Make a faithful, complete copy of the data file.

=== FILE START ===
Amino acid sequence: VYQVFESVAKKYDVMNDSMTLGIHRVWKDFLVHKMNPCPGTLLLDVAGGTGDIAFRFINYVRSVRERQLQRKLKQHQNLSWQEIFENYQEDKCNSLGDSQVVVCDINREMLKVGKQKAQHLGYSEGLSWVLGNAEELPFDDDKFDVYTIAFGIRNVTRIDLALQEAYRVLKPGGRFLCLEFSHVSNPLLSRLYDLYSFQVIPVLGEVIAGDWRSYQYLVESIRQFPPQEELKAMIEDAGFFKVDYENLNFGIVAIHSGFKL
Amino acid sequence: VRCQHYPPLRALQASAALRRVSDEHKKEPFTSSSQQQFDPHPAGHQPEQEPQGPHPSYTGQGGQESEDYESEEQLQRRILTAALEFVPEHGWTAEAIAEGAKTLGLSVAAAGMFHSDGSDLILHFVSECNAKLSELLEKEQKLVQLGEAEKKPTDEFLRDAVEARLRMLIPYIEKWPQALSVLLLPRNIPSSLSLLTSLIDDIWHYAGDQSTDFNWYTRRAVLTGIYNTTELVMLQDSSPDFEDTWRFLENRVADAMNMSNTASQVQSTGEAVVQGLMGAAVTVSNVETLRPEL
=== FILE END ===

Amino acid sequence: VYQVFESVAKKYDVMNDSMTLGIHRVWKDFLVHKMNPCPGTLLLDVAGGTGDIAFRFINYVRSVRERQLQRKLKQHQNLSWQEIFENYQEDKCNSLGDSQVVVCDINREMLKVGKQKAQHLGYSEGLSWVLGNAEELPFDDDKFDVYTIAFGIRNVTRIDLALQEAYRVLKPGGRFLCLEFSHVSNPLLSRLYDLYSFQVIPVLGEVIAGDWRSYQYLVESIRQFPPQEELKAMIEDAGFFKVDYENLNFGIVAIHSGFKL
Amino acid sequence: VRCQHYPPLRALQASAALRRVSDEHKKEPFTSSSQQQFDPHPAGHQPEQEPQGPHPSYTGQGGQESEDYESEEQLQRRILTAALEFVPEHGWTAEAIAEGAKTLGLSVAAAGMFHSDGSDLILHFVSECNAKLSELLEKEQKLVQLGEAEKKPTDEFLRDAVEARLRMLIPYIEKWPQALSVLLLPRNIPSSLSLLTSLIDDIWHYAGDQSTDFNWYTRRAVLTGIYNTTELVMLQDSSPDFEDTWRFLENRVADAMNMSNTASQVQSTGEAVVQGLMGAAVTVSNVETLRPEL